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Dear all!

I'd like to know what the exact meaning of "north of" is.

If I see in the text to be translated:

"A little town set north of London",

does that mean that that town is NOT a part of London anymore, so it's located TO THE NORTH OF LONDON? Or does it mean that that town is kind of London suburb placed in the northern part of London?

Again, if it is a town, we can assume that it is still an independent town.

But in a sentence like this:

"A cafe located north of Parker Road...",

does it mean that the cafe is still IN the Parker Road (in its nothern part), or is that cafe in another road or drive, or whatsoever situated to the north of that Parker Road?

Thank you in advance!
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"North of" and "to the north of" are generally interchangeable.

We have towns and cities within the city limits of Los Angeles. Some are completely independent, and have their own city governments, police and fire departments, libraries, water, sewer, electric, etc. (eg., Glendale & Burbank). But most of them are not. Sunland is a little town set in the north of L.A. It's actually a good sized city, but does not have it's own government. It's part of L.A.
(Hollywood is part of L.A.; I believe West Hollywood is not, but it's located in the west of L.A.)
Santa Clarita is located [to the] north of L.A. It has nothing to do with L.A.

Roads and rivers are quite different. We may say that the city of Claremont, New Hampshire, is located on US Route 91, on the Connecticut River. It's neither in the road nor in the river. It's north of the town of Charlestown.

It would be unusual to say that the cafe is located north of Parker Road, and mean that it's actually directly on (beside) the road. If the cafe is located on / at a crossroads, we'd say "the cafe is located at the intersection of Elm street and Parker Road. "North of Parker Road" would be taken as some distance beyond Parker Road. Since cafes are usually on roads, we'd probably say, "The cafe is located on Elm Street, north of Parker Road." If it's quite close, we'd say "just north of Parker Road."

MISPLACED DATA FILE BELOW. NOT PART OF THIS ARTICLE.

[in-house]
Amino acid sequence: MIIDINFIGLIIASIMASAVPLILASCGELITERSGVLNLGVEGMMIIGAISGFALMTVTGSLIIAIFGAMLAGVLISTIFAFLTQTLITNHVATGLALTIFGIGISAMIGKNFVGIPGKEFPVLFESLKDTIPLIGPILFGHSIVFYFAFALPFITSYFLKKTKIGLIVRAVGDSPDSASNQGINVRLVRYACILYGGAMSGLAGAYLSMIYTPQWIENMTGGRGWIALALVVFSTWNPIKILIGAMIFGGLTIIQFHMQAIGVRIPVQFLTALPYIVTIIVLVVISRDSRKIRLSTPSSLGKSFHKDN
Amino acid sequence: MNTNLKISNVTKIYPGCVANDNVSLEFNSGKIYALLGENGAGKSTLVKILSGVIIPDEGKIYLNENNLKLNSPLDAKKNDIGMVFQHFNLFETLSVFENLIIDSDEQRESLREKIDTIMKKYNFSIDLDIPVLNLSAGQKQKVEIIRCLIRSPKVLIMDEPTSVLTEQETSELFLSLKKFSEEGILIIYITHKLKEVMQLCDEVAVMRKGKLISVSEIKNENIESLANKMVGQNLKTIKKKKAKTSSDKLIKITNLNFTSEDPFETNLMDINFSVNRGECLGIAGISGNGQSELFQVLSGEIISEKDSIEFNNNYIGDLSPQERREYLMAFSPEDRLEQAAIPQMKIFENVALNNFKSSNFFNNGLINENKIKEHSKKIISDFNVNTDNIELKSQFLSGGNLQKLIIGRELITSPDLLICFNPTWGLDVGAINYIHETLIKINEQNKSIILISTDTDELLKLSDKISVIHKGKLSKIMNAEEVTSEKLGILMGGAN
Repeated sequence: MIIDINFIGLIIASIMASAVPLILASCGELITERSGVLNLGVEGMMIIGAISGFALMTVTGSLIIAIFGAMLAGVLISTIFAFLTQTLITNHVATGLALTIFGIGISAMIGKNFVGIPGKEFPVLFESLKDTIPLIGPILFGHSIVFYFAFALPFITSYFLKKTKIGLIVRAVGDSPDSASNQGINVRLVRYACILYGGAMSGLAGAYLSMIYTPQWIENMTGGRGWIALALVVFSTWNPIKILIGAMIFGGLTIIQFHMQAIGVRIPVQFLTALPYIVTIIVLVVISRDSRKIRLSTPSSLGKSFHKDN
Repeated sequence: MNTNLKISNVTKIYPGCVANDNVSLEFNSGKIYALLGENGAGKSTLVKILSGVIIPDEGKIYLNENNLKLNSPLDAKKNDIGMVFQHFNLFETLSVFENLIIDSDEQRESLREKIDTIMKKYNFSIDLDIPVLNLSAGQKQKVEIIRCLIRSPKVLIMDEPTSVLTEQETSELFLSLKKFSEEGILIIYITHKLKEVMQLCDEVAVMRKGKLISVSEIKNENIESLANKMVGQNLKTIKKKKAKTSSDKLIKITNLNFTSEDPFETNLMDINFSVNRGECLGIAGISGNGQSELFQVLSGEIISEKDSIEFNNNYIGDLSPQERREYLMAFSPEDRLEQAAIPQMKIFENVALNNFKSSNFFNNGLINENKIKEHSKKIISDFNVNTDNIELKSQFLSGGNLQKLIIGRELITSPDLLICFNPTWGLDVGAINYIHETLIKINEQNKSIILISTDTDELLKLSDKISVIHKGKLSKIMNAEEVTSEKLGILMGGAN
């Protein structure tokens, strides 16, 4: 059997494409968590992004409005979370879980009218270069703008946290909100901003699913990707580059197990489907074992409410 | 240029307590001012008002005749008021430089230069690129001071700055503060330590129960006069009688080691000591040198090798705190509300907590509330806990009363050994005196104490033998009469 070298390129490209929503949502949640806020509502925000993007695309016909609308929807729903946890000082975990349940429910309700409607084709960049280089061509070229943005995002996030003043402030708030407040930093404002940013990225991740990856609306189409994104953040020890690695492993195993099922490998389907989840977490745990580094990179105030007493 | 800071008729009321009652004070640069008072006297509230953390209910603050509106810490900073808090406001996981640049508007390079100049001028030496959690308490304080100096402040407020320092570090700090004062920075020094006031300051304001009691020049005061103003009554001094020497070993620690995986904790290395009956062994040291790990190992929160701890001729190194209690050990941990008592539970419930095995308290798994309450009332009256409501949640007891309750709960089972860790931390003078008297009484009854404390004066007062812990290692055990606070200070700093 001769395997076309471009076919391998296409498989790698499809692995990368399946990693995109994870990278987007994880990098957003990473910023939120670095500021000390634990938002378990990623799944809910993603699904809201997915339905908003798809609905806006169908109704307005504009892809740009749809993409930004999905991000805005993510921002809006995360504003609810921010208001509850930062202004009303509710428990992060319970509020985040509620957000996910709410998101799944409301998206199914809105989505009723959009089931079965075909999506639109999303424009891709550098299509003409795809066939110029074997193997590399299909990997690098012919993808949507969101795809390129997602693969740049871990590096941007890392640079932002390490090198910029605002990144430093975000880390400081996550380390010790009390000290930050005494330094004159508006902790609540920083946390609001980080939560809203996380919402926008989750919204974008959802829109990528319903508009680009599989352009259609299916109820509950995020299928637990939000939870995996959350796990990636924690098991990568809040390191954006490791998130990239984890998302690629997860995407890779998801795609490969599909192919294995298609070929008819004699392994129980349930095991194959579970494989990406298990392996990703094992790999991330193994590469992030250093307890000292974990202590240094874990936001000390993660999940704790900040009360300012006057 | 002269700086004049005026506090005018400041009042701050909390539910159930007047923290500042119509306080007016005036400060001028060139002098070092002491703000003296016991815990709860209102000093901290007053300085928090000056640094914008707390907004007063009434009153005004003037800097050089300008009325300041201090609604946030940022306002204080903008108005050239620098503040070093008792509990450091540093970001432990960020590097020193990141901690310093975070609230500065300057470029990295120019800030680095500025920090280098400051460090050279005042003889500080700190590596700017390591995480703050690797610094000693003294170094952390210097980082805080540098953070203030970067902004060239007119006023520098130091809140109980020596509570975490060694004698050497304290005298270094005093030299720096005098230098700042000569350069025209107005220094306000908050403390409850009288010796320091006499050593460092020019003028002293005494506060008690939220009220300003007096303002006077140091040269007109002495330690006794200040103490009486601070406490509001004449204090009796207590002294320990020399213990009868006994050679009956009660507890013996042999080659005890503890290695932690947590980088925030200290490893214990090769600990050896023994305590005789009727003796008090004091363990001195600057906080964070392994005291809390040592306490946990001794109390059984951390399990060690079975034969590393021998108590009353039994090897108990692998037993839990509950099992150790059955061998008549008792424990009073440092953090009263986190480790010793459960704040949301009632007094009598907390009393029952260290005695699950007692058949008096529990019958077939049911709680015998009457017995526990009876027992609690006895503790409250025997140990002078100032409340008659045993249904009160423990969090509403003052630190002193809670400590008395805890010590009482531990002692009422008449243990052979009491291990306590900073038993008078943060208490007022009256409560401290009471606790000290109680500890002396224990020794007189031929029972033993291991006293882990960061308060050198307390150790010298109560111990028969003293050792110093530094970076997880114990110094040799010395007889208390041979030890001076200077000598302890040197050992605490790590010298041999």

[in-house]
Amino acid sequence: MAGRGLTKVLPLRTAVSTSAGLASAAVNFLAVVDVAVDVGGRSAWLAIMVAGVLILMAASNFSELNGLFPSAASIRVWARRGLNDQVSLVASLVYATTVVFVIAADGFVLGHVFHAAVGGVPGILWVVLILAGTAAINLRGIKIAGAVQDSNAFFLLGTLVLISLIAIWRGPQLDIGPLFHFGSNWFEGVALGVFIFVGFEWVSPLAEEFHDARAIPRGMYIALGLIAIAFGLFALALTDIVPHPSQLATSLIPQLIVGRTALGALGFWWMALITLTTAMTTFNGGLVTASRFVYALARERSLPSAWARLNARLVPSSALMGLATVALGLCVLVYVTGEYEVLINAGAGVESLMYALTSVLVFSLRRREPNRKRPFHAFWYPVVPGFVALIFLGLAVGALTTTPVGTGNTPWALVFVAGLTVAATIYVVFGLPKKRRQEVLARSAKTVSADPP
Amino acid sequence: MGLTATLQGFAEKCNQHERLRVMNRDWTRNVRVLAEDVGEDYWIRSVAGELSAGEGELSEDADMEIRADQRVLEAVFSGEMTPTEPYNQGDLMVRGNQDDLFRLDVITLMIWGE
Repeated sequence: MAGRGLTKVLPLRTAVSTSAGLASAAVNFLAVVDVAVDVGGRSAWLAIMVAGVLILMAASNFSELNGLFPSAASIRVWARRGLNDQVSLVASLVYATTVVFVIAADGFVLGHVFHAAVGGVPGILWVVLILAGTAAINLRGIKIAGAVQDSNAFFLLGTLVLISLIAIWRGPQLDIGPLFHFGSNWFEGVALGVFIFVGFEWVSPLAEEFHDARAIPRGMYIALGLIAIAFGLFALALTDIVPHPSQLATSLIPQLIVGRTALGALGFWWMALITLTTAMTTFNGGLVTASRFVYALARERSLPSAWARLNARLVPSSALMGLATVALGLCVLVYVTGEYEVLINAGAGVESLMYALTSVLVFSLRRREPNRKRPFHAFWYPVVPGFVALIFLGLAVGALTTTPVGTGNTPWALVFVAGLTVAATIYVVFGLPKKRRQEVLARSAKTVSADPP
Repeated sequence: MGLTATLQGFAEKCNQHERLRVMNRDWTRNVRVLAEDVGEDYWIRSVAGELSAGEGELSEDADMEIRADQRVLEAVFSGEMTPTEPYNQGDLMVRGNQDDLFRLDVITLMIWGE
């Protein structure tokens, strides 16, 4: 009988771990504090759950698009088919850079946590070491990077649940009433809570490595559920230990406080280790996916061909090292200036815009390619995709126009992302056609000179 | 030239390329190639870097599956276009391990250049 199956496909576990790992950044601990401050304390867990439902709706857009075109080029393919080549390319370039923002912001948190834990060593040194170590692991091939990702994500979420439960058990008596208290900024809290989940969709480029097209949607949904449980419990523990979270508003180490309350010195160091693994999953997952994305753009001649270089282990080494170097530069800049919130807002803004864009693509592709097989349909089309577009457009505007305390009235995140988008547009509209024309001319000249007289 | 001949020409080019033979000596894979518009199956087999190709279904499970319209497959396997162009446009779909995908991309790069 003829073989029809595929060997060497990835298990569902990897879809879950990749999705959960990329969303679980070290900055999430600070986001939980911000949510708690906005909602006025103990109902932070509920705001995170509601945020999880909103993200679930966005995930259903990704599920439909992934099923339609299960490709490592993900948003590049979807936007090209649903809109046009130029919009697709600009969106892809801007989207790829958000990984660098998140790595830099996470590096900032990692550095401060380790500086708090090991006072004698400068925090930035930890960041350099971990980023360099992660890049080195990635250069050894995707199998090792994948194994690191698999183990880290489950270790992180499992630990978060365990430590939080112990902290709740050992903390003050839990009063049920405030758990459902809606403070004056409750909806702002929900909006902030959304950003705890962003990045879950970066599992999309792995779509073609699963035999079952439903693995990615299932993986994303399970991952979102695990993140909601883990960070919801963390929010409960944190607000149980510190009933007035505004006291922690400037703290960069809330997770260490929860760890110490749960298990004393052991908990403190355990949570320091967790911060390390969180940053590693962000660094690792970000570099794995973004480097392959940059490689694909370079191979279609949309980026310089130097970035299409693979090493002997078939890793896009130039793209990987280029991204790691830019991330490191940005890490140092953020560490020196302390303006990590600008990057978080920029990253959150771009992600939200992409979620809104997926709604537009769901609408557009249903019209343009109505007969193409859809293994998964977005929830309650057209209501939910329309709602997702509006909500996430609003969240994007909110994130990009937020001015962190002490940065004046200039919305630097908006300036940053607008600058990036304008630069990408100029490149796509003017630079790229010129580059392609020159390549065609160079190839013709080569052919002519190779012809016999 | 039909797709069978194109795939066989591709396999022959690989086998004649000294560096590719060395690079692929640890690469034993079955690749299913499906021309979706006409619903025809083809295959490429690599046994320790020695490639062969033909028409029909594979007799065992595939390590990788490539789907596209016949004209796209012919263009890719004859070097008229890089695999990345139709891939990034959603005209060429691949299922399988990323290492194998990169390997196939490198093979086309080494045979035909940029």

"A little town set north of London" would not be part of London. "A little town set in the north of London" would be, in my opinion.

"A little town set [to the] north of London" may share a border with London (though not being "within" the borders of London), or there may be another town between them. If you need to specify, you could say, "a little town on the northern border of London." There'd be some ambiguity as to whether it's inside or outside the border, but I believe most would say "outside."
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emci-emciDear all!

I'd like to know what the exact meaning of "north of" is.

If I see in the text to be translated:

"A little town set north of London",

does that mean that that town is NOT a part of London anymore, so it's located TO THE NORTH OF LONDON? Or does it mean that that town is kind of London suburb placed in the northern part of London?

A separate town, located to the north of London.

Again, if it is a town, we can assume that it is still an independent town.

But in a sentence like this:

"A cafe located north of Parker Road...",

does it mean that the cafe is still IN the Parker Road (in its nothern part), or is that cafe in another road or drive, or whatsoever situated to the north of that Parker Road?

In another road that is situated to the north of Parker Road. If it was in Parker Road we'd say '..at the northern end of Parker Road..'

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 Avangi's reply was promoted to an answer.
Thank you very much, Kate! Now I see.
Dear Avangi,

Thank you very much for your detailed and very precise reply!

I've taken very much from that, much beyond my humble question. Since I'm native Russian, I've got many problems with some special English phenomena, such as articles, prepositions (we have prepositions AND cases in Russian, so it's rather difficult to learn the English prepositions usage in all details), tenses, etc.

Well, again, thank you very much for this reply. It's lot of help!
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I really appreciate you for this great favor.

Thanks

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